Thursday, 29 June 2017

Spotlight: Indigenous Culture @ the Library


As part of our Indigenous Collection Spotlight series and in recognition of #NAIDOC Week 2017 we are featuring key e-resources from our Library’s collection on Indigenous Culture. 

NAIDOC Week (2-9 July) is a celebration of the history, culture and achievements of Aboriginal and Torres Strait Islander peoples and a time to recognise the contributions Aboriginals and Islanders have made to Australia and our society. Find out how we are celebrating NAIDOC week at RMIT University.

Here are some of the highlights from our Library’s collection on Indigenous Culture:
e-books 

Streaming Videos: The following is a selection of the indigenous streamed videos available to the RMIT community (login required).

e-journals

Databases (log-in required)


In recognition of #NAIDOC Week 2017, RMIT University Library is hosting Indigenous film screenings @ the Library (3-7 July) in Carlton Library Seminar room, screening an eclectic schedule of award-winning Indigenous film.

Film Screening schedule (streamed via EduTV):

Monday 3 July (starting at 6:30 pm) - Bran Nue Dae - Rachel Perkins 2009
Tuesday 4 July (starting at 6:30 pm) - Samson and Delilah - Warwick Thornton 2009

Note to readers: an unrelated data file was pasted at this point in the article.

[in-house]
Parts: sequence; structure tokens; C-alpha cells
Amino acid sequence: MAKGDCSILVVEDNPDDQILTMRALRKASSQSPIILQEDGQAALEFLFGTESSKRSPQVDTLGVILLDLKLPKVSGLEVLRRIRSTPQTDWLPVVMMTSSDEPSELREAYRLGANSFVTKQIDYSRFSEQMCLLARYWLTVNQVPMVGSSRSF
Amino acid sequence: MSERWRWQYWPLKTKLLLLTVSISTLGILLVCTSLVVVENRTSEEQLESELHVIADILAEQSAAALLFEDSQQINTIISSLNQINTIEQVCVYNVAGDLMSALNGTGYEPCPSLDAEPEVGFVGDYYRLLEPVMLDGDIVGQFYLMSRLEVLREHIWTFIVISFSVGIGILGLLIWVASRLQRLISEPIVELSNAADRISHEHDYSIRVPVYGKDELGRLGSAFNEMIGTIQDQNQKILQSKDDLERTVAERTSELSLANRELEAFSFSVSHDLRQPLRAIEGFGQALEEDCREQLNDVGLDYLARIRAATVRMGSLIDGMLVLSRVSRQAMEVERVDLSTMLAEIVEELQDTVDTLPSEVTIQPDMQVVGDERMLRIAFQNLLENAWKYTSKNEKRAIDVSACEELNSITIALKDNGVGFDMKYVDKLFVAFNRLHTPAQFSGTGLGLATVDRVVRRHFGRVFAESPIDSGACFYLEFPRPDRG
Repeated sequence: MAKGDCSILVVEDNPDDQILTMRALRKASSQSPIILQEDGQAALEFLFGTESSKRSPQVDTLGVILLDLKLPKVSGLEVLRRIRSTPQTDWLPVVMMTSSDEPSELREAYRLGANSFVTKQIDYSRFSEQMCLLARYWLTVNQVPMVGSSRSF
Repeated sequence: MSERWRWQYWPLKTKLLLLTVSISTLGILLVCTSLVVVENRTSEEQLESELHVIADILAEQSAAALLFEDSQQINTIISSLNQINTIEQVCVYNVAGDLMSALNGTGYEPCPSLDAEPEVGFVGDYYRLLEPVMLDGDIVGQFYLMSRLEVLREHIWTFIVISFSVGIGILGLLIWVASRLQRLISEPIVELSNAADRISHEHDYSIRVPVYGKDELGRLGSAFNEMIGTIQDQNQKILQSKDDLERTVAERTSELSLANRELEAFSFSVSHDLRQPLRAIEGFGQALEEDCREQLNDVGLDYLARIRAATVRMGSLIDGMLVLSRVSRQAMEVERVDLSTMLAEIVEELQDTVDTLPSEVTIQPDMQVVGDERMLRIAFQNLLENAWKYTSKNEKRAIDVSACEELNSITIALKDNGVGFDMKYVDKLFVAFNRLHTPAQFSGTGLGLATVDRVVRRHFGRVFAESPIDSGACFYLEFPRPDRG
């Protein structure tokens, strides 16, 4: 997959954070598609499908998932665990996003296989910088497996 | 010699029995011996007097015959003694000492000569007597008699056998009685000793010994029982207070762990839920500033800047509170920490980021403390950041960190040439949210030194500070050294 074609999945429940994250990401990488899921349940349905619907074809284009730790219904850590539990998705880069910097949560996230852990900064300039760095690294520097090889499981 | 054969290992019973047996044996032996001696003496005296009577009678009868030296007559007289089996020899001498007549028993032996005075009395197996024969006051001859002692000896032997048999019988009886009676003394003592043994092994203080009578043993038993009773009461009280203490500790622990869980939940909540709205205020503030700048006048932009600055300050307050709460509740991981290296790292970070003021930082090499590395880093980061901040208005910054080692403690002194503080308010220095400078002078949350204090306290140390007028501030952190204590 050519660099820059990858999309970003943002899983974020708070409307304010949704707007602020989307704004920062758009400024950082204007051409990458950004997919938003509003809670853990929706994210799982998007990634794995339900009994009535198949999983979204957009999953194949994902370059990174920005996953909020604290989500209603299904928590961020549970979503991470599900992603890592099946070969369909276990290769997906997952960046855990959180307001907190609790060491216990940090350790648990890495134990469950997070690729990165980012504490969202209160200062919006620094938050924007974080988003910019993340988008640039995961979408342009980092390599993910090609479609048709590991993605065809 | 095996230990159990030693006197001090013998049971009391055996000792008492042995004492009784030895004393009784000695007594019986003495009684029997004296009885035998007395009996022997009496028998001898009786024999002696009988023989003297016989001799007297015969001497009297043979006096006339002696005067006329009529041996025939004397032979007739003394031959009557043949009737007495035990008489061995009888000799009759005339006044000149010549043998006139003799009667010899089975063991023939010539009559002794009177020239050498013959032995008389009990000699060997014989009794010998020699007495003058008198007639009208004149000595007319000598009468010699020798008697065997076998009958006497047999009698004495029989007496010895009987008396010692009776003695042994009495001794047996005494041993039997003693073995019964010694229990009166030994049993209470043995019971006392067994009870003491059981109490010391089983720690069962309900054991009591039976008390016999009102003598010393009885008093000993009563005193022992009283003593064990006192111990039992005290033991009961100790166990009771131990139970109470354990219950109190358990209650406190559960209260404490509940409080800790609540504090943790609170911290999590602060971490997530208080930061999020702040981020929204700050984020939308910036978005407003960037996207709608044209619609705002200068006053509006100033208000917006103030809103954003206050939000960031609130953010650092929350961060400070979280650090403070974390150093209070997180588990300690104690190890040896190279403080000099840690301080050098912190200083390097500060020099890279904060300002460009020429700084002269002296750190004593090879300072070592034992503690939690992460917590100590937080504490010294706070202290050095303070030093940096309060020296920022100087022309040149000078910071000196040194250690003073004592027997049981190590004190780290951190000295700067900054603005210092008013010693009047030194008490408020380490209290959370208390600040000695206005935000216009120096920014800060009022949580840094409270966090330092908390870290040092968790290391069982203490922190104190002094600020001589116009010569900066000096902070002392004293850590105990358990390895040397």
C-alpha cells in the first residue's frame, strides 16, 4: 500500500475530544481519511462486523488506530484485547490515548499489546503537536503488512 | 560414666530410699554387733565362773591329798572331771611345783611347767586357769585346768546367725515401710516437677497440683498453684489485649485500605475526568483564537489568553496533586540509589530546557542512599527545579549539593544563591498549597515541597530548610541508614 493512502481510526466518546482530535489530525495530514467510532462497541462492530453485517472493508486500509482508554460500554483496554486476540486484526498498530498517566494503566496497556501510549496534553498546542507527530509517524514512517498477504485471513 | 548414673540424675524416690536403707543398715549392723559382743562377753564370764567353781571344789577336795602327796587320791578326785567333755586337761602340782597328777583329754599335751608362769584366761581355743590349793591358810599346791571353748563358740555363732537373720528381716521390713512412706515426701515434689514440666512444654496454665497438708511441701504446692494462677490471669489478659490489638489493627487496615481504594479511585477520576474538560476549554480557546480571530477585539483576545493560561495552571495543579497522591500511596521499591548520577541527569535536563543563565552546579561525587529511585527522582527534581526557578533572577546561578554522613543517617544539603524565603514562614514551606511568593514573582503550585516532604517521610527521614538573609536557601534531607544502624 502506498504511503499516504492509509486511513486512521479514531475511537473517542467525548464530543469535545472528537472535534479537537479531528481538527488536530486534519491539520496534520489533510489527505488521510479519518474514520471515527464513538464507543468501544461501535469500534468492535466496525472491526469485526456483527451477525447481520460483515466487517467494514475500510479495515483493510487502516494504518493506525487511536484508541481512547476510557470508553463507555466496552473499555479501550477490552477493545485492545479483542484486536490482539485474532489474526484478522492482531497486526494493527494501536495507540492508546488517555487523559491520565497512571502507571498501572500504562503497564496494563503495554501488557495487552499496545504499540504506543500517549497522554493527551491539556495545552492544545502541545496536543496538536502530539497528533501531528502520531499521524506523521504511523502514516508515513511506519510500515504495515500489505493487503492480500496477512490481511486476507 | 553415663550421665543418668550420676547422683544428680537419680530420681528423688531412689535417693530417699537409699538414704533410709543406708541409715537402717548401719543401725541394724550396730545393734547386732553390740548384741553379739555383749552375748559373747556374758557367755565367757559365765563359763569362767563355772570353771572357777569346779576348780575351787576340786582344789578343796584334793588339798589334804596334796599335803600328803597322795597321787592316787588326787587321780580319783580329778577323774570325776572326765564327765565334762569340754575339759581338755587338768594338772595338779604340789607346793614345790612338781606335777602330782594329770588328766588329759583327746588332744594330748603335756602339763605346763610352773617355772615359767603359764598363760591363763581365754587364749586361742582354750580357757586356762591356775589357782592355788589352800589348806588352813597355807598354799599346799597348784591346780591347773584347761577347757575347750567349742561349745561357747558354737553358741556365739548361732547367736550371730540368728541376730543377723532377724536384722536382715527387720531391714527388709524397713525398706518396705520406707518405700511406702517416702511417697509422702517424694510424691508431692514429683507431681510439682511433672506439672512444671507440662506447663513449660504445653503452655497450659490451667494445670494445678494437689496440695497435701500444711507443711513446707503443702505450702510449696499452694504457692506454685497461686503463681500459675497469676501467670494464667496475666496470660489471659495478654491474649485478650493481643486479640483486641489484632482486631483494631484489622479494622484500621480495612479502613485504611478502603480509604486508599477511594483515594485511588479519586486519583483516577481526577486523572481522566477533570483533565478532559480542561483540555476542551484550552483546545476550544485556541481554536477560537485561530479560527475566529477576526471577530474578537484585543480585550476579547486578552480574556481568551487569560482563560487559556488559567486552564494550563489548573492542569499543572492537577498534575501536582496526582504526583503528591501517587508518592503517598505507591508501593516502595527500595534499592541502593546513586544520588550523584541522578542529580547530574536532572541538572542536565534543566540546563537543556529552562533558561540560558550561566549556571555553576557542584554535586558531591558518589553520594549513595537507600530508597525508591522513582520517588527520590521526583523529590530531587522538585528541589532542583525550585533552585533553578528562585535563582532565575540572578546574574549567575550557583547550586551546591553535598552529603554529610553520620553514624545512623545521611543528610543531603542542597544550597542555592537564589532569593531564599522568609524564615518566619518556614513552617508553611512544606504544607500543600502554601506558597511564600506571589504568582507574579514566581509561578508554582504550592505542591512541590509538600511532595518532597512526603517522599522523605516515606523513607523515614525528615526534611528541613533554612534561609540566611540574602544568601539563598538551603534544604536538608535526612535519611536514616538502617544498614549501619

Wednesday 5 July (starting at 6:30 pm) - The Sapphires - Wayne Blair 2012
Thursday 6 July (starting at 6:30 pm) - Ten Canoes - Rolf De Heer 2006
Friday 7 July (starting at 4pm) - Stone Bros - Richard Franklin 2009

Looking for more Indigenous resources @ the Library? Find information on indigenous culture, education, environment, film, health, law, land rights, reconciliation and sport in the Library’s Indigenous Resources subject guide. RMIT University Library is committed to enrich its growing collection of Indigenous resources in support of RMIT's vision for reconciliation,‘promoting a learning and research environment that engages partnerships and values Aboriginal and Torres Strait Islander knowledges, cultures and diversity’
RMIT University acknowledges the Wurundjeri people of the Kulin Nations as the traditional owners of the land on which the University stands. RMIT University respectfully recognises Elders both past and present.

Celebrating NAIDOC Week @ the Library

17_NAIDOC_logo_stacked-01.png
NAIDOC Week (2-9 July 2017) is a celebration of the history, culture and achievements of Aboriginal and Torres Strait Islander peoples and a time to recognise the contributions Aboriginals and Islanders have made to Australia and our society.

The 2017 theme Our Languages Matter, aims to celebrate the essential role that Indigenous languages play in cultural identity, linking people to their land and water, and in the communication of Aboriginal and Torres Strait Islander history, spirituality and rites, through story and song. Find out more at the NAIDOC website.

Activities take place across the nation during NAIDOC Week in July. RMIT University encourages all staff and students to participate in celebrations - t